Coagulation Sodium Citrate / CTAD
Sodium citrate is the standard anticoagulant used for coagulation test tubes. The concentration is either 0.109 mol/l (3.2%) or 0.129 mol/l (3.8%).
- Platelet rich plasma for thrombocyte function samples.
- Platelet poor plasma for the predominant number of plasmatic coagulation tests.These two test materials are unsuitable for freezing.
- Platelet free plasma has the same use as platelet poor plasma; as there are almost no thrombocytes contained in the sample, it can be used when freezing is intended.
In addition to buffered citrate solution VACUETTE® CTAD Tubes contain theophylline, adenosine and dipyridamole.
9NC is the letter code for sodium citrate for coagulation tubes and it means 1 part sodium citrate to 9 parts blood.
Collection of blood into CTAD Tubes is recommended for all tests in which it is important to avoid release of platelet factors between collection of blood and performance of the test.
The outside tube made of PET (polyethylenetherephthalate) plastic is optimal for the maintaining the vacuum. There is no special packaging necessary. The inner tube made of PP (polypropylene) functions to prevent evaporation of liquids, and thus the sodium-citrate volume remains constant. There is minimal surface activation in VACUETTE® Sandwich tubes because of the inner tube which is made out of PP, this is the most suitable surface known for coagulation tests.
Hemolyzed specimens should not be processed since there could be activation of the clotting factors. Lipaemic or icteric specimens may also interfere with the instrumentation's optical system affecting the coagulation specimen result.
There have been recent articles indicating that drawing a discard tube is not necessary before drawing the sodium citrate tube. In the CLSI coagulation document (H21-A5) it is still recommended that the citrate tube is the second or third tube drawn. However, in the CLSI guideline for Venipuncture Collection (H3-A6) it states that for routine PT and APTT, the first tube drawn may be used for testing.It is also important to ensure a discard tube is drawn when a blood collection set is used and only a citrate tube is ordered, as the tubing may contain up to 0.5 mL of air that will be drawn into the tube and displace blood volume.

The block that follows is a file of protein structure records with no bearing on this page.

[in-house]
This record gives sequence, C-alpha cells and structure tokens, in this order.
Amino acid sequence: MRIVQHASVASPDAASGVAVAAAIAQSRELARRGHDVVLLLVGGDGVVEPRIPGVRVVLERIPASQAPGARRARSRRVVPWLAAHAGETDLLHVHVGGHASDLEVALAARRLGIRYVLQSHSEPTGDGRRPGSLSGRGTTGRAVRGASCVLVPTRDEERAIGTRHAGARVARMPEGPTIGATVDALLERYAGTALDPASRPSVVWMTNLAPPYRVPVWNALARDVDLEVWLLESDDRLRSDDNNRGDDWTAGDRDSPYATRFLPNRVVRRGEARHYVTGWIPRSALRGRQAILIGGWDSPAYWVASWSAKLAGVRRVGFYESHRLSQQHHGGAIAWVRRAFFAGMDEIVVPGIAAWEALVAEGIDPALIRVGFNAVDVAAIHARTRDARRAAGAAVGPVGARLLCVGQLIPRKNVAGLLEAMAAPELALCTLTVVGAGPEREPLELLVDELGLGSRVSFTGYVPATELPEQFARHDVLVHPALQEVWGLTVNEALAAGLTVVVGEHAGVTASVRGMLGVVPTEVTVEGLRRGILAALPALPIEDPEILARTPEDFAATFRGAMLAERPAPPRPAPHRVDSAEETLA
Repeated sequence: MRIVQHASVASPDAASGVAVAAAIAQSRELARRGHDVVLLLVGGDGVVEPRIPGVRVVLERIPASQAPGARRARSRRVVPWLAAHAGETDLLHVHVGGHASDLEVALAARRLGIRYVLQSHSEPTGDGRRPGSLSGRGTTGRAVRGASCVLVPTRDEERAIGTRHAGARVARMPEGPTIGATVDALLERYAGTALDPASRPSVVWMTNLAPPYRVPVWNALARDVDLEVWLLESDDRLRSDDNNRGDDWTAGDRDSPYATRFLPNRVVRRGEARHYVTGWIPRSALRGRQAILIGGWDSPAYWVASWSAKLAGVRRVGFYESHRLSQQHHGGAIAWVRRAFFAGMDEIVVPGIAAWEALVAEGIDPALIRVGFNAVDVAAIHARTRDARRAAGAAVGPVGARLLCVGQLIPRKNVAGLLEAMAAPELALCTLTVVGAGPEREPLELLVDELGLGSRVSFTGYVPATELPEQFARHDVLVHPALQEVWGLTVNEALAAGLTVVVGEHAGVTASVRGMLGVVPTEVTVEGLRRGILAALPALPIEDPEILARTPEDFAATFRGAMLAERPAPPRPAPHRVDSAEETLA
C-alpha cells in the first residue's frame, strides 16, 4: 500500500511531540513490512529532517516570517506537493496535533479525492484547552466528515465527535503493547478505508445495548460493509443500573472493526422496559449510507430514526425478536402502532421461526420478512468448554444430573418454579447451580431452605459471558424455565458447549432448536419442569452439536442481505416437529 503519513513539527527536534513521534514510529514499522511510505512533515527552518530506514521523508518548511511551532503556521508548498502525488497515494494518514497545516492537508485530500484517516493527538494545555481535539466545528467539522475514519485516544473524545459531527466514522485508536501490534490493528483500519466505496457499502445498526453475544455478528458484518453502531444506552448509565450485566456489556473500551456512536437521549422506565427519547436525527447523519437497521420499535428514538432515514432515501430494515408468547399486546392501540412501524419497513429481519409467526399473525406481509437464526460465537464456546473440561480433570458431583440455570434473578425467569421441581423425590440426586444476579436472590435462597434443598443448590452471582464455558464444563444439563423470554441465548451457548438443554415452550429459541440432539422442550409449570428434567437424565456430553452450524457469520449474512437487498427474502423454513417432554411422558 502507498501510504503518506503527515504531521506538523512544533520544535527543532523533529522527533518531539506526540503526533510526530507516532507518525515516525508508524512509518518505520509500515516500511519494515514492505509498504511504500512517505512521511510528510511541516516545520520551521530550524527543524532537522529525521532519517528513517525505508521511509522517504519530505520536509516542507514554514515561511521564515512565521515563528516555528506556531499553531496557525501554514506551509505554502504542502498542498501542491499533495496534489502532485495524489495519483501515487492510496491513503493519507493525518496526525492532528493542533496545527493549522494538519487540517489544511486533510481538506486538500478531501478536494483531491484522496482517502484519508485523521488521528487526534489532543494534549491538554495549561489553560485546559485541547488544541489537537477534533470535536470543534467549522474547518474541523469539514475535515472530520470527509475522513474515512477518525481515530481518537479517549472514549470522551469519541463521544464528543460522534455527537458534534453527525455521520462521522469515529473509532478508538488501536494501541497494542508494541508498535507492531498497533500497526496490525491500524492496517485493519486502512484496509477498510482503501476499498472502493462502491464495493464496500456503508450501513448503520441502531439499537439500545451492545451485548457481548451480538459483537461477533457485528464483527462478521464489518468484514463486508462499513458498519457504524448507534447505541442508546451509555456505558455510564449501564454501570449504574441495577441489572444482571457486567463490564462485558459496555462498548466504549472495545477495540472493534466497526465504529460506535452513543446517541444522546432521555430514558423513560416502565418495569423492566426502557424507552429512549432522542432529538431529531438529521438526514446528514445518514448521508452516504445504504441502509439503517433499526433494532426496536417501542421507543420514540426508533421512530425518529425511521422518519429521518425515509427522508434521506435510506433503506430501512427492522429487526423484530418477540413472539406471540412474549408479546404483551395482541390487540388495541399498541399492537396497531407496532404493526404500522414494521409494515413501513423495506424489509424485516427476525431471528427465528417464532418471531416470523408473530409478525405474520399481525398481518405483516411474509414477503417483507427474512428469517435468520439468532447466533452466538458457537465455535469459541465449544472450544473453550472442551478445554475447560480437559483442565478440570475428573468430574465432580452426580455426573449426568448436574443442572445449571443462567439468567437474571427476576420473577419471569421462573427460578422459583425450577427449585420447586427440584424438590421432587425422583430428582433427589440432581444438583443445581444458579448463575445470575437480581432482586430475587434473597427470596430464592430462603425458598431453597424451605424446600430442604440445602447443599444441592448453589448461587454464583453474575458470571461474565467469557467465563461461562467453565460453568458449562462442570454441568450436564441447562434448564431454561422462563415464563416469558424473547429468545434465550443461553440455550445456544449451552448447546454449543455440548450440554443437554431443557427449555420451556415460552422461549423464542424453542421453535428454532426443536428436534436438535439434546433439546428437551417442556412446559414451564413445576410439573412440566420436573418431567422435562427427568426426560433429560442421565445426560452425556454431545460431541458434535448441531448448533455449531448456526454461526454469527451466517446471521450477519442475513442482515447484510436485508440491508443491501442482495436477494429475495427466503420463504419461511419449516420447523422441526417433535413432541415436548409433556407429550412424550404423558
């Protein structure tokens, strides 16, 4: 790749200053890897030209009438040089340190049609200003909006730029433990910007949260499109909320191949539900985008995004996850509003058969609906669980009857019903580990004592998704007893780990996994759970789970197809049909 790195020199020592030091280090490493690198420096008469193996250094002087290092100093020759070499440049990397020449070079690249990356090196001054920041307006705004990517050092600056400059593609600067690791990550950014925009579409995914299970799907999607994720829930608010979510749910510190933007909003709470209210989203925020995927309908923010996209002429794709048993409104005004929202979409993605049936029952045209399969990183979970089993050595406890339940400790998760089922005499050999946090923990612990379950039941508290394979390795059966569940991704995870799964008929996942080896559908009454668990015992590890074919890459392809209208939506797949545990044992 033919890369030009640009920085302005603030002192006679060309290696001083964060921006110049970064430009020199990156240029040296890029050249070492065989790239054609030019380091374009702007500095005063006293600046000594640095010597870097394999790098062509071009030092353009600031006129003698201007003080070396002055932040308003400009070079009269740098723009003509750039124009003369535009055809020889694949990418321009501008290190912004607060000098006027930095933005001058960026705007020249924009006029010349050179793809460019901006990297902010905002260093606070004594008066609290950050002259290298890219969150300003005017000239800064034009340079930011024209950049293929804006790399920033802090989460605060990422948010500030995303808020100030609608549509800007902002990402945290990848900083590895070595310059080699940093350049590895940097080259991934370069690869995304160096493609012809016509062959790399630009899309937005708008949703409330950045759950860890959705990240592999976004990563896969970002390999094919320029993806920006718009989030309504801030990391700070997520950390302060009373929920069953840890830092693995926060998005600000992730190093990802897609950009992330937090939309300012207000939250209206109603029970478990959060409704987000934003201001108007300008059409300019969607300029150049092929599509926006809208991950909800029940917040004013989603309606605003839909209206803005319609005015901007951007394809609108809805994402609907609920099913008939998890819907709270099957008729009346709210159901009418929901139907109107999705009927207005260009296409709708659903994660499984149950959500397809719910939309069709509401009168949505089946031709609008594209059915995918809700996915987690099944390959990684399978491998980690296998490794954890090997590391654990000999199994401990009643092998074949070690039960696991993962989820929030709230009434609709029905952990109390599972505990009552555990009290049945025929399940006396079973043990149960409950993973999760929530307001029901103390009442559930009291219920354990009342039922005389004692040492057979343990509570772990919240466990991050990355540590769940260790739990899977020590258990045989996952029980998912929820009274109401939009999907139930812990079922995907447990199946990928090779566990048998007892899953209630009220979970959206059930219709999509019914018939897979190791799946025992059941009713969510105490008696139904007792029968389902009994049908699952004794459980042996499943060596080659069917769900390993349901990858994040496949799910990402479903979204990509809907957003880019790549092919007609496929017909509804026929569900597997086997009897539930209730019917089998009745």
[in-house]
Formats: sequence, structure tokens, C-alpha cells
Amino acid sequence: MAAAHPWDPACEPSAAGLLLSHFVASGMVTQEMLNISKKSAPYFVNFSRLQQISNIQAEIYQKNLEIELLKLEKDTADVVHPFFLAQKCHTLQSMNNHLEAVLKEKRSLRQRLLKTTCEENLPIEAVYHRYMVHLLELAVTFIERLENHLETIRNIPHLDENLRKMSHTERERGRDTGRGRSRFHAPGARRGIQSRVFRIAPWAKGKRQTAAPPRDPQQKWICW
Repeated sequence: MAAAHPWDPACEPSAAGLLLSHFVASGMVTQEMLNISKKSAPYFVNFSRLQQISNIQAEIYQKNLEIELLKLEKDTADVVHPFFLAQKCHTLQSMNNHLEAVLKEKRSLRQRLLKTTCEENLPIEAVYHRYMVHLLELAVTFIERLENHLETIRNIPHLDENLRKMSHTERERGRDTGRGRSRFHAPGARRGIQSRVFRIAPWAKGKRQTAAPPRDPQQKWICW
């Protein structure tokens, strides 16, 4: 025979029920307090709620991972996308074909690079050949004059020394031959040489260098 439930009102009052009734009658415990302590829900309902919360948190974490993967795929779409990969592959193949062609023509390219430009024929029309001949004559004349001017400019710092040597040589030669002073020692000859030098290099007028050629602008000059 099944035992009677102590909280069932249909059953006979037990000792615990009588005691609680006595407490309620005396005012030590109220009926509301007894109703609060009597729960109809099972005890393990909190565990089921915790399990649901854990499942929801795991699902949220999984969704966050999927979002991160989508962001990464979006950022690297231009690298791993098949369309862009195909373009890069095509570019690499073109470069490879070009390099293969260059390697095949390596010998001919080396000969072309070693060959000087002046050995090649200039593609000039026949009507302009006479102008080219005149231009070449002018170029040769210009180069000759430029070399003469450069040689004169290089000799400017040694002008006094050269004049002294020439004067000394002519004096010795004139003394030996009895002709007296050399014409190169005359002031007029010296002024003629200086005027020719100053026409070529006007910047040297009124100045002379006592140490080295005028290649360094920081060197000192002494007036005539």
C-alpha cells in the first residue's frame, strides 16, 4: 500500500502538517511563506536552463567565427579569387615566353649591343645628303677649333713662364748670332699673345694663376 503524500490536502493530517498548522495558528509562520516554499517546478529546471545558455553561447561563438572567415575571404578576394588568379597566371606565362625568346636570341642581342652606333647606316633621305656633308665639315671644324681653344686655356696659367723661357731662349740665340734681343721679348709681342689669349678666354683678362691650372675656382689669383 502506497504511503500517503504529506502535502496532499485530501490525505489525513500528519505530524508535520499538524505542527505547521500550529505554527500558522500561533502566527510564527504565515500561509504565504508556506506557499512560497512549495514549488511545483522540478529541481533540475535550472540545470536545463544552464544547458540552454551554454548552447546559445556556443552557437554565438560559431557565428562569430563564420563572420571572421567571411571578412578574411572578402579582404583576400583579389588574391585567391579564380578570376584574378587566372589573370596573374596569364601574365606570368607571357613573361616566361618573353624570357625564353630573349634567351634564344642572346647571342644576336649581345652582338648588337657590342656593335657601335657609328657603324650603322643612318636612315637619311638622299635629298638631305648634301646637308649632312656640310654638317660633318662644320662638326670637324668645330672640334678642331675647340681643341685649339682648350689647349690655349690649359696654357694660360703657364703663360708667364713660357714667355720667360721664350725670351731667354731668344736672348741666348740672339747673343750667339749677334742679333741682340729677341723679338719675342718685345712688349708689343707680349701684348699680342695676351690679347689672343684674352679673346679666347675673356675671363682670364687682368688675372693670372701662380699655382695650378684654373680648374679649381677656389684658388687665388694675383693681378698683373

GBO tubes should be stored at 4-25°'C (39-77°F).
VACUETTE® Tubes are irradiated to achieve sterility. These tubes are sterile on the interior only. We cannot recommend re-sterilizing the tubes, primarily due to pressure changes that take place during the re-sterilization cycle. Our tubes are under a specific negative pressure. During the re-sterilization cycle this negative pressure may be disrupted and therefore the tubes may not draw the proper blood volume.
No, GBO does not claim that any of the tubes are endotoxin free.
|Tube Type||Recommended g-force relative centrifugal force (rcf)||Time (min)|
|VACUETTE ® Serum Tubes / with Sep / with Beads||1800 - 2200 g||10-15|
|VACUETTE ® EDTA Tubes / with Sep||1800 - 2200 g||10-15|
|VACUETTE ® Heparin Plasma Tubes / with Sep||1800 - 2200 g||10-15|
|VACUETTE ® Glucose Tubes||1800 - 2200 g||10-15|
|VACUETTE ® Homocystein Detection Tubes||2000 - 2200 g||10|
|VACUETTE ® Coagulation Tubes|
|- Platelet tests (PRP)||150 g||5|
|- Routine tests (PPP)||1500 - 2000 g||10|
|- Preparation for deep freeze plasma (PFP)||2500 - 3000 g||20|
VACUETTE® Blood Collection Tubes are made from a special formulation of the plastic, polyethylenetherephthalate (PET). This special formulation is extremely strong, dimensionally stable, and resistant to chemicals and breakage.
The expiry date indicates the shelf life of the product as determined by functional testing. To ensure accurate draw and test reliability, tubes should not be used after the expiry date. Expiry dates (last day of the month indicated) are printed on every VACUETTE® Blood Collection Tube and packaging.
Yes, VACUETTE® Blood Collection Tubes have a sterile interior.